Thursday, August 15, 2019

Don't Do 'anything' About Gun Violence

“Do something!” is the cry of the day.
Hecklers disrupted a memorial service in Dayton to yell “Do something” at Republican Gov. Mike DeWine.
A professional soccer player, after scoring a goal, grabbed a live microphone and shouted “Congress, do something now. End gun violence. Let’s go!”
The impulse is obviously understandable. And "something" is a pretty broad term, so it is also correct. But the question is, "What exactly should be done, and by whom?"
We know from experience that when Congress, state legislatures, or city councils react quickly and emotionally to devastating events, such laws usually bring tremendous negative consequences, sometimes totally undermining their stated purpose.
Many of the post-9/11 laws were overreaches that didn’t enhance national security. After a mass shooting in San Francisco in 1994, Sen. Dianne Feinstein (a former San Fran mayor) introduced an “assault weapons” ban. The bill was based on nothing, and during its ten years as law it did nothing to reduce gun violence.
Democrats are pushing again for more gun controls, and we can expect them to be just as ineffectual, while also trampling on the natural right to self-defense and the constitutional right to bear arms.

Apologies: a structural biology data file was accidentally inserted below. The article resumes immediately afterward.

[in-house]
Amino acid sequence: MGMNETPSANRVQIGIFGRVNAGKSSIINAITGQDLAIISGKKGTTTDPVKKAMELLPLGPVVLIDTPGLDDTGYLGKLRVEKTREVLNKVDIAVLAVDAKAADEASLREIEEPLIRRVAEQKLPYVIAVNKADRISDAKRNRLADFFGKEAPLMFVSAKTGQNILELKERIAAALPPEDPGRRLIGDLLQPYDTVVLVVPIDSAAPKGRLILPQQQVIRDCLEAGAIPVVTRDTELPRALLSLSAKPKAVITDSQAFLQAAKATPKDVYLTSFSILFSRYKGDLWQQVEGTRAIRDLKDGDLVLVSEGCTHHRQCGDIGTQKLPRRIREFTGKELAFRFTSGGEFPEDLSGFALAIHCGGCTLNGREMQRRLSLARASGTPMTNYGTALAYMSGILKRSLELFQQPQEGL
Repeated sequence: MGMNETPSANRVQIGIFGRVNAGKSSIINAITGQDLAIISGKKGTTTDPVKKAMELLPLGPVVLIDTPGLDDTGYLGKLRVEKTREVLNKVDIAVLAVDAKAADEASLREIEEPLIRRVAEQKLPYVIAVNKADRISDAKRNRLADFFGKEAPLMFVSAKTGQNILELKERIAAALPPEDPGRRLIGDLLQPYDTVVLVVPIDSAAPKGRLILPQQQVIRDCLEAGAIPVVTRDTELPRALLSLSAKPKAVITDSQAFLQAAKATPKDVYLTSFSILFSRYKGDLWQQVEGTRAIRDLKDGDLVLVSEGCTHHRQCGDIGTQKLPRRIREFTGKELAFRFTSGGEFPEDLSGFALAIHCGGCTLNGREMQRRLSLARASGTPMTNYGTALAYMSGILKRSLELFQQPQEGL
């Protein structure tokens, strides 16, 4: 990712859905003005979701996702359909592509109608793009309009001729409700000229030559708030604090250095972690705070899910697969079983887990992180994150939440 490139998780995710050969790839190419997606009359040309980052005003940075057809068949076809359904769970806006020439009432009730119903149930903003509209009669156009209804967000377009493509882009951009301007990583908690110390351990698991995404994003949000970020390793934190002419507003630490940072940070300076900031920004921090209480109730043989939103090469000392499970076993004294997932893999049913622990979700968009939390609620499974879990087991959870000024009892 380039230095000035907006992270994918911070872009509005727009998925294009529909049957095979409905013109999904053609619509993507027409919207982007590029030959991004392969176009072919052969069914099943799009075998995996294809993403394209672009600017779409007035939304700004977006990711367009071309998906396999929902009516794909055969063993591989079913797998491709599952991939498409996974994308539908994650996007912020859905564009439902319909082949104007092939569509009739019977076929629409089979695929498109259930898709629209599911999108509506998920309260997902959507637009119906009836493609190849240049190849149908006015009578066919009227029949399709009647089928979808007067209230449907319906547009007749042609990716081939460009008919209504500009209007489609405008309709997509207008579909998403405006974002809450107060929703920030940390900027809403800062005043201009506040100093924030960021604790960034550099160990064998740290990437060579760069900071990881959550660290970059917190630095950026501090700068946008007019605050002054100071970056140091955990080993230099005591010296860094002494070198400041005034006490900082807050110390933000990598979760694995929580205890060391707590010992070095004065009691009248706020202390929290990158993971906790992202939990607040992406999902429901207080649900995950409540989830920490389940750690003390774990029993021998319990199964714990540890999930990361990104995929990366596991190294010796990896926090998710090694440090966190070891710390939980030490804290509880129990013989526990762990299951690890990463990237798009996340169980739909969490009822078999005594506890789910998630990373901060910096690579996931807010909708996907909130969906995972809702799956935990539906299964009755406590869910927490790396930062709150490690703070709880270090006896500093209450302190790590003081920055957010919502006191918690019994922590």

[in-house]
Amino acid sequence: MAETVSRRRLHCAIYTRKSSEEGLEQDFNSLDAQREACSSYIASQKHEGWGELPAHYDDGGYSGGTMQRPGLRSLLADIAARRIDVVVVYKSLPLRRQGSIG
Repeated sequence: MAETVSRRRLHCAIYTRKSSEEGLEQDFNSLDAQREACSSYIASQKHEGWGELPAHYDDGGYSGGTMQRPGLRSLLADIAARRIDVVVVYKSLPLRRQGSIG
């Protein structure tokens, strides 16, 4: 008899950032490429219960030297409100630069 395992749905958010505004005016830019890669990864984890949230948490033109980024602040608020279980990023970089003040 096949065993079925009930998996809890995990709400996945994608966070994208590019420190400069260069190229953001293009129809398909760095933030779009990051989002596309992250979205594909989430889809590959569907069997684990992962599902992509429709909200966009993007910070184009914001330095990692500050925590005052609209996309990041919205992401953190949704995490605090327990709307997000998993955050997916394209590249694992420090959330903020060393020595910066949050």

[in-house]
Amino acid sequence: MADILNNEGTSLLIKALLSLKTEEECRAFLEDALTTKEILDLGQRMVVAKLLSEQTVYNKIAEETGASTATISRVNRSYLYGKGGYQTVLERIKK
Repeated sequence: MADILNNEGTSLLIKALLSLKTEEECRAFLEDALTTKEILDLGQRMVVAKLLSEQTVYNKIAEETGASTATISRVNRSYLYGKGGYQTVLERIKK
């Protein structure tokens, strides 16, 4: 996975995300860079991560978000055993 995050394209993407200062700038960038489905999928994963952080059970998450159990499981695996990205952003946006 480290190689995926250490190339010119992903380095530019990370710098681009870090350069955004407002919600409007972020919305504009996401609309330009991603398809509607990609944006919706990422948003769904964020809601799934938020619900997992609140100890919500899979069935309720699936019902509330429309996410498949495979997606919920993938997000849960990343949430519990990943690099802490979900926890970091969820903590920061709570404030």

“Assault weapon” bans are foolish because they usually regulate guns according to their appearance, a cosmetic matter. Under the 1994 law, a legal pistol could become an illegal “assault weapon” if it was capable of being fitted with a flash suppressor.
Lindsey Graham says he owns an AR-15 to defend
himself against looters during natural disasters
The phrase “assault weapon” is intended to draw a distinction between weapons used for sport or self-defense on one hand, and those used for assault. But almost every potential assault weapon is already a highly valued defense weapon. The much-reviled AR-15 is the most popular gun in America. The millions of AR-15s in the U.S. are not owned in significant numbers by future shooters or by drug gangs, but overwhelmingly by law-abiding people who wish to defend their families or hunt large game.
Read the rest of this Washington Examiner editorial HERE

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